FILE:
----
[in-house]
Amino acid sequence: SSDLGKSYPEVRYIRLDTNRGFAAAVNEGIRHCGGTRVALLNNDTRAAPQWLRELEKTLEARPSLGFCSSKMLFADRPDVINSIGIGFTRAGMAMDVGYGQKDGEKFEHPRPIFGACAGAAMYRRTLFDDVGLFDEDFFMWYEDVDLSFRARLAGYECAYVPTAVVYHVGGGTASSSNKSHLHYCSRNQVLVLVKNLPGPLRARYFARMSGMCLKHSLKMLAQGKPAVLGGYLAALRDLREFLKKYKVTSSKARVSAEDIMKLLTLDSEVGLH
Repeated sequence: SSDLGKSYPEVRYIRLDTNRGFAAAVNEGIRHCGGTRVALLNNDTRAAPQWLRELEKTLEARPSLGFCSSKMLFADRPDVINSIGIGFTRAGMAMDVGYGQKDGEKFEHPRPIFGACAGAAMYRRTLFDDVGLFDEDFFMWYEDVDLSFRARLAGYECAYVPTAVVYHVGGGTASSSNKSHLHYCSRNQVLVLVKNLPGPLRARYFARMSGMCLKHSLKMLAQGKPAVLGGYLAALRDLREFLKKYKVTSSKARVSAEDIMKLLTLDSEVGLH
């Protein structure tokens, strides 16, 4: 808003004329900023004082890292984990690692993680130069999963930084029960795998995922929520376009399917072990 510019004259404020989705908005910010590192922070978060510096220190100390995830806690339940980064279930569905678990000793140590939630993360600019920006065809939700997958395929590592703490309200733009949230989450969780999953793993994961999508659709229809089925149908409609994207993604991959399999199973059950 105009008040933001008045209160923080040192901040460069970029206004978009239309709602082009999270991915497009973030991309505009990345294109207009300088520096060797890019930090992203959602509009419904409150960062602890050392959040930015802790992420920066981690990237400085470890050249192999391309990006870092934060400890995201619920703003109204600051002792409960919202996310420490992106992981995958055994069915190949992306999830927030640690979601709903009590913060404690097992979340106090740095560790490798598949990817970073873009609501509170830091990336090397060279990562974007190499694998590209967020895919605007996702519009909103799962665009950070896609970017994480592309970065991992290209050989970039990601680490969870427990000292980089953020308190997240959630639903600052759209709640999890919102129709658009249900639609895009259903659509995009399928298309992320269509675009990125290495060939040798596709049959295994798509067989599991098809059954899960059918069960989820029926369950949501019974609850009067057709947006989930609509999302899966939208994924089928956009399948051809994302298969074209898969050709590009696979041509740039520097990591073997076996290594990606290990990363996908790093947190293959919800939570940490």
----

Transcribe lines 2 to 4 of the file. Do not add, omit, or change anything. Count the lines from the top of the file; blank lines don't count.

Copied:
Amino acid sequence: SSDLGKSYPEVRYIRLDTNRGFAAAVNEGIRHCGGTRVALLNNDTRAAPQWLRELEKTLEARPSLGFCSSKMLFADRPDVINSIGIGFTRAGMAMDVGYGQKDGEKFEHPRPIFGACAGAAMYRRTLFDDVGLFDEDFFMWYEDVDLSFRARLAGYECAYVPTAVVYHVGGGTASSSNKSHLHYCSRNQVLVLVKNLPGPLRARYFARMSGMCLKHSLKMLAQGKPAVLGGYLAALRDLREFLKKYKVTSSKARVSAEDIMKLLTLDSEVGLH
Repeated sequence: SSDLGKSYPEVRYIRLDTNRGFAAAVNEGIRHCGGTRVALLNNDTRAAPQWLRELEKTLEARPSLGFCSSKMLFADRPDVINSIGIGFTRAGMAMDVGYGQKDGEKFEHPRPIFGACAGAAMYRRTLFDDVGLFDEDFFMWYEDVDLSFRARLAGYECAYVPTAVVYHVGGGTASSSNKSHLHYCSRNQVLVLVKNLPGPLRARYFARMSGMCLKHSLKMLAQGKPAVLGGYLAALRDLREFLKKYKVTSSKARVSAEDIMKLLTLDSEVGLH
């Protein structure tokens, strides 16, 4: 808003004329900023004082890292984990690692993680130069999963930084029960795998995922929520376009399917072990 510019004259404020989705908005910010590192922070978060510096220190100390995830806690339940980064279930569905678990000793140590939630993360600019920006065809939700997958395929590592703490309200733009949230989450969780999953793993994961999508659709229809089925149908409609994207993604991959399999199973059950 105009008040933001008045209160923080040192901040460069970029206004978009239309709602082009999270991915497009973030991309505009990345294109207009300088520096060797890019930090992203959602509009419904409150960062602890050392959040930015802790992420920066981690990237400085470890050249192999391309990006870092934060400890995201619920703003109204600051002792409960919202996310420490992106992981995958055994069915190949992306999830927030640690979601709903009590913060404690097992979340106090740095560790490798598949990817970073873009609501509170830091990336090397060279990562974007190499694998590209967020895919605007996702519009909103799962665009950070896609970017994480592309970065991992290209050989970039990601680490969870427990000292980089953020308190997240959630639903600052759209709640999890919102129709658009249900639609895009259903659509995009399928298309992320269509675009990125290495060939040798596709049959295994798509067989599991098809059954899960059918069960989820029926369950949501019974609850009067057709947006989930609509999302899966939208994924089928956009399948051809994302298969074209898969050709590009696979041509740039520097990591073997076996290594990606290990990363996908790093947190293959919800939570940490």